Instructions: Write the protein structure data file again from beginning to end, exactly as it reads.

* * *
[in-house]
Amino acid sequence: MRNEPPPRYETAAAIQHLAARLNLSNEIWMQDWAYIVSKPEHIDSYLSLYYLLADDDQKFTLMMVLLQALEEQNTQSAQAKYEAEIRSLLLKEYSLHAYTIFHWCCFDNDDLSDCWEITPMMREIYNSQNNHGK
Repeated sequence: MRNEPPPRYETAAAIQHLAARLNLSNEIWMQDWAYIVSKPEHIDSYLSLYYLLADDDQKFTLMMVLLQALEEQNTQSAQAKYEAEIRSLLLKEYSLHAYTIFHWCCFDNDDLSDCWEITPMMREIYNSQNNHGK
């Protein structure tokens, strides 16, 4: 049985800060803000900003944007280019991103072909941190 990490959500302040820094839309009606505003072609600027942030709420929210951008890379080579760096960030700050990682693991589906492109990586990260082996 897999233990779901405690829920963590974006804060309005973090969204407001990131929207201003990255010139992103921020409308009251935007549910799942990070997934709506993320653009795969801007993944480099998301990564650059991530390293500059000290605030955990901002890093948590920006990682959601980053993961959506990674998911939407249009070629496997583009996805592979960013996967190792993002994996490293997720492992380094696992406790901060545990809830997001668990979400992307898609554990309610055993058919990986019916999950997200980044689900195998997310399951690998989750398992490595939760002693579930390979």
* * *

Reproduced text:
[in-house]
Amino acid sequence: MRNEPPPRYETAAAIQHLAARLNLSNEIWMQDWAYIVSKPEHIDSYLSLYYLLADDDQKFTLMMVLLQALEEQNTQSAQAKYEAEIRSLLLKEYSLHAYTIFHWCCFDNDDLSDCWEITPMMREIYNSQNNHGK
Repeated sequence: MRNEPPPRYETAAAIQHLAARLNLSNEIWMQDWAYIVSKPEHIDSYLSLYYLLADDDQKFTLMMVLLQALEEQNTQSAQAKYEAEIRSLLLKEYSLHAYTIFHWCCFDNDDLSDCWEITPMMREIYNSQNNHGK
């Protein structure tokens, strides 16, 4: 049985800060803000900003944007280019991103072909941190 990490959500302040820094839309009606505003072609600027942030709420929210951008890379080579760096960030700050990682693991589906492109990586990260082996 897999233990779901405690829920963590974006804060309005973090969204407001990131929207201003990255010139992103921020409308009251935007549910799942990070997934709506993320653009795969801007993944480099998301990564650059991530390293500059000290605030955990901002890093948590920006990682959601980053993961959506990674998911939407249009070629496997583009996805592979960013996967190792993002994996490293997720492992380094696992406790901060545990809830997001668990979400992307898609554990309610055993058919990986019916999950997200980044689900195998997310399951690998989750398992490595939760002693579930390979």